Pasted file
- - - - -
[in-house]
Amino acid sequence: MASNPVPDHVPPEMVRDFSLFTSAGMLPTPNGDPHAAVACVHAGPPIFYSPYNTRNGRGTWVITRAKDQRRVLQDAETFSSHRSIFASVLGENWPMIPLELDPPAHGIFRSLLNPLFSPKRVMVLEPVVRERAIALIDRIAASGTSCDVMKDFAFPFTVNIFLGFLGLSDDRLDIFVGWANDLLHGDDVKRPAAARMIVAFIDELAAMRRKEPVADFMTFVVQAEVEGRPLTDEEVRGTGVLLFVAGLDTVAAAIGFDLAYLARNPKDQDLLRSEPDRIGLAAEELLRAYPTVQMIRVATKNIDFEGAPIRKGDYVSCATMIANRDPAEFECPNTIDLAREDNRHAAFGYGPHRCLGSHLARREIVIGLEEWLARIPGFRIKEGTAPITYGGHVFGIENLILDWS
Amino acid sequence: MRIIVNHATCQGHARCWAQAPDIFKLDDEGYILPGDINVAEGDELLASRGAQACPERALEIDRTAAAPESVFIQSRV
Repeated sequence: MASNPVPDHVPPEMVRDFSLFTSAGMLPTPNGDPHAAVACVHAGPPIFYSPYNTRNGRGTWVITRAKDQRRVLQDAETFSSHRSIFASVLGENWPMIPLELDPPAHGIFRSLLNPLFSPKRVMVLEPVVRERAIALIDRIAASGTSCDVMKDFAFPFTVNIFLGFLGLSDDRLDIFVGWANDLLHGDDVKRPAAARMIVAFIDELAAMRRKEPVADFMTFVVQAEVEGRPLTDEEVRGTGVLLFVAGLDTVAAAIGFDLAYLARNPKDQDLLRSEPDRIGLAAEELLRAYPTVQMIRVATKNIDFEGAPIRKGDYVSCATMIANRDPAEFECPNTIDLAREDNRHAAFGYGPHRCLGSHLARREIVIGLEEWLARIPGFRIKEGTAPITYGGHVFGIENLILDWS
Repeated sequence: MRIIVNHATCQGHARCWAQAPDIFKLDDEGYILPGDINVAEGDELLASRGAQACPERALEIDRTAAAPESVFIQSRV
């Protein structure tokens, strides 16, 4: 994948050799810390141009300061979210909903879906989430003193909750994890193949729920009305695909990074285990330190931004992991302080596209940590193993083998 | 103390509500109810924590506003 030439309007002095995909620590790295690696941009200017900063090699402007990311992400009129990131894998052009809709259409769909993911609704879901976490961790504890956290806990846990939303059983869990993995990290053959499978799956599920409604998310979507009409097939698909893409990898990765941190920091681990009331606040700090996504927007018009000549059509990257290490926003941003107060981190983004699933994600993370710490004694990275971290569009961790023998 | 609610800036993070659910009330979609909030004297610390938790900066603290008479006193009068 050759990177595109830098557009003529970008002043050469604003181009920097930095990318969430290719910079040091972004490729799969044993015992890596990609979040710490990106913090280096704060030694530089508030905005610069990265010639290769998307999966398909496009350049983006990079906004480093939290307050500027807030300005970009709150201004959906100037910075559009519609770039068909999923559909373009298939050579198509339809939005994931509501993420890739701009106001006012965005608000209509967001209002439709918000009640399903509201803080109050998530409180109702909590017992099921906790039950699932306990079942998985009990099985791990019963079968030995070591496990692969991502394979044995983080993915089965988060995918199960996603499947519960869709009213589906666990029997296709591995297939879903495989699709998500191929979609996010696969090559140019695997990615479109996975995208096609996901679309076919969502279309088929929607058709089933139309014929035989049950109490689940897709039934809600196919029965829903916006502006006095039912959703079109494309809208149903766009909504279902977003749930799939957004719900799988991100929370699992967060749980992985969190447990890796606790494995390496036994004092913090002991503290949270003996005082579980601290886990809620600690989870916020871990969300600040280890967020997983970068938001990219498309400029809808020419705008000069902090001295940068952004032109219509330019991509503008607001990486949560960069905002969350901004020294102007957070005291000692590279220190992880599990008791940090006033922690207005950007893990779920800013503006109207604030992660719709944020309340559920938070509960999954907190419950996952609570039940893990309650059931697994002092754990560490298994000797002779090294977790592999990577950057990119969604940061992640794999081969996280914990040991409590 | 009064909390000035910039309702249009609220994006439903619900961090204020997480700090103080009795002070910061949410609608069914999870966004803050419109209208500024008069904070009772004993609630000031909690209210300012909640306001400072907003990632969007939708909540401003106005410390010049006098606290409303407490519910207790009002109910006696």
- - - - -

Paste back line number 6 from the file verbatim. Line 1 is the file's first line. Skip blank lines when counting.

């Protein structure tokens, strides 16, 4: 994948050799810390141009300061979210909903879906989430003193909750994890193949729920009305695909990074285990330190931004992991302080596209940590193993083998 | 103390509500109810924590506003 030439309007002095995909620590790295690696941009200017900063090699402007990311992400009129990131894998052009809709259409769909993911609704879901976490961790504890956290806990846990939303059983869990993995990290053959499978799956599920409604998310979507009409097939698909893409990898990765941190920091681990009331606040700090996504927007018009000549059509990257290490926003941003107060981190983004699933994600993370710490004694990275971290569009961790023998 | 609610800036993070659910009330979609909030004297610390938790900066603290008479006193009068 050759990177595109830098557009003529970008002043050469604003181009920097930095990318969430290719910079040091972004490729799969044993015992890596990609979040710490990106913090280096704060030694530089508030905005610069990265010639290769998307999966398909496009350049983006990079906004480093939290307050500027807030300005970009709150201004959906100037910075559009519609770039068909999923559909373009298939050579198509339809939005994931509501993420890739701009106001006012965005608000209509967001209002439709918000009640399903509201803080109050998530409180109702909590017992099921906790039950699932306990079942998985009990099985791990019963079968030995070591496990692969991502394979044995983080993915089965988060995918199960996603499947519960869709009213589906666990029997296709591995297939879903495989699709998500191929979609996010696969090559140019695997990615479109996975995208096609996901679309076919969502279309088929929607058709089933139309014929035989049950109490689940897709039934809600196919029965829903916006502006006095039912959703079109494309809208149903766009909504279902977003749930799939957004719900799988991100929370699992967060749980992985969190447990890796606790494995390496036994004092913090002991503290949270003996005082579980601290886990809620600690989870916020871990969300600040280890967020997983970068938001990219498309400029809808020419705008000069902090001295940068952004032109219509330019991509503008607001990486949560960069905002969350901004020294102007957070005291000692590279220190992880599990008791940090006033922690207005950007893990779920800013503006109207604030992660719709944020309340559920938070509960999954907190419950996952609570039940893990309650059931697994002092754990560490298994000797002779090294977790592999990577950057990119969604940061992640794999081969996280914990040991409590 | 009064909390000035910039309702249009609220994006439903619900961090204020997480700090103080009795002070910061949410609608069914999870966004803050419109209208500024008069904070009772004993609630000031909690209210300012909640306001400072907003990632969007939708909540401003106005410390010049006098606290409303407490519910207790009002109910006696």